By Matthew Rudy
Rory McIlroy relied on two code words as triggers during his wire-to-wire win at Hoylake, "process" for full shots and "spot" for putts. Both keys obviously did what they were supposed to do, but McIlroy's putting was particularly stellar. He made 20 birdies and two eagles, and one-putted 34 out of 72 greens on his way to the third leg of the career grand slam.
The "spot" idea comes from his work with putting guru Dave Stockton, and it's an easy technique for any player to copy. "Rory -- and anybody else -- putts the best when he's seeing and feeling his line, getting up there and rolling the ball on that line in a nice rhythm," says Stockton, who has worked with McIlroy since the lead-up to his record-setting 2011 U.S. Open win.
Stockton teaches players to begin to set their stance while looking out at the line -- not at the ball. "I get my eyes set on my line, and then only look down a split second before I start my stroke, but I'm not looking at the ball. I pick a spot an inch or two in front of the ball," says Stockton. "The stroke isn't a conscious thing. I'm just watching for the ball to roll over that spot."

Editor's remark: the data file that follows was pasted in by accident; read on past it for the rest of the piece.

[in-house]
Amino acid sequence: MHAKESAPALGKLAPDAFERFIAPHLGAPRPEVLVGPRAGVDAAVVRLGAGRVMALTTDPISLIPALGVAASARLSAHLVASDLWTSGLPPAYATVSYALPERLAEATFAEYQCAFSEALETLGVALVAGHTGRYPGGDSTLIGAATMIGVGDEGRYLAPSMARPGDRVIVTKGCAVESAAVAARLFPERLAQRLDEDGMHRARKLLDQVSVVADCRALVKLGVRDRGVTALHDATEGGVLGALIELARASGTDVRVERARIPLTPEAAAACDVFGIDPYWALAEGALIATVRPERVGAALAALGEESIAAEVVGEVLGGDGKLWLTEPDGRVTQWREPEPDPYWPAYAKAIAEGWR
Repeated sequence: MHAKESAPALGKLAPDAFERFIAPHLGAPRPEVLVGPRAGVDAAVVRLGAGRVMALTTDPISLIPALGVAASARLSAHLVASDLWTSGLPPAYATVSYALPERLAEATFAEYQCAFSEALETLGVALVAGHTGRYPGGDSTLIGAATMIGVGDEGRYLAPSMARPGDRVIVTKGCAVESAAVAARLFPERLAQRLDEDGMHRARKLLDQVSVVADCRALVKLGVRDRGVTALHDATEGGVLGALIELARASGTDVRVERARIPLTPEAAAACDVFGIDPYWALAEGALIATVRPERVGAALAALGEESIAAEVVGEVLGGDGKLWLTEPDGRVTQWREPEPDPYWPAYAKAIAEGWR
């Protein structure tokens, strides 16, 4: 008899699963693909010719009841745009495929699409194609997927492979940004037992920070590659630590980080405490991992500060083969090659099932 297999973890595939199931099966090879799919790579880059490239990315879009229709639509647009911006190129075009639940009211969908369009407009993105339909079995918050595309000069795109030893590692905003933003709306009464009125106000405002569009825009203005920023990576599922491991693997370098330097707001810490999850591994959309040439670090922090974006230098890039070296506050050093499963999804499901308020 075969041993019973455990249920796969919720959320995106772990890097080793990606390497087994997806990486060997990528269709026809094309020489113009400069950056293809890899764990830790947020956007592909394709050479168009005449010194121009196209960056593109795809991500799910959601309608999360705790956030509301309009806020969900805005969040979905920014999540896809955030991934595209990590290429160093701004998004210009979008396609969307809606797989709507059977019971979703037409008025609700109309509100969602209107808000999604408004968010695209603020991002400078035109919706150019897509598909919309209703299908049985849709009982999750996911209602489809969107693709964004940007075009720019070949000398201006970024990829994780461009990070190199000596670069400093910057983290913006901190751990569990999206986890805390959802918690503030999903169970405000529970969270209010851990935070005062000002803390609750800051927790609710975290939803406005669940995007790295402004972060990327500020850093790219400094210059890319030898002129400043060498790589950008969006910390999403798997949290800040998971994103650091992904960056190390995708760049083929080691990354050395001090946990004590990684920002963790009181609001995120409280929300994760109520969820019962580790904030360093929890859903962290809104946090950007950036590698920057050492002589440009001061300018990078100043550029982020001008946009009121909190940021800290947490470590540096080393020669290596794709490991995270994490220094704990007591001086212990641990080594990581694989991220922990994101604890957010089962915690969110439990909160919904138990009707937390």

McIlroy's best golf comes when he's crisp and decisive, but doesn't rush through his routine. "Most players take too long and get locked up in mechanics, but Rory's tendency was to get too rushed and step in before he saw really clearly in his mind what he wanted to do," says Stockton. "When he stays on rhythm, he sees his shot, walks in, sets his eyes and lets it go. It's fun to watch. He has all the talent in the world."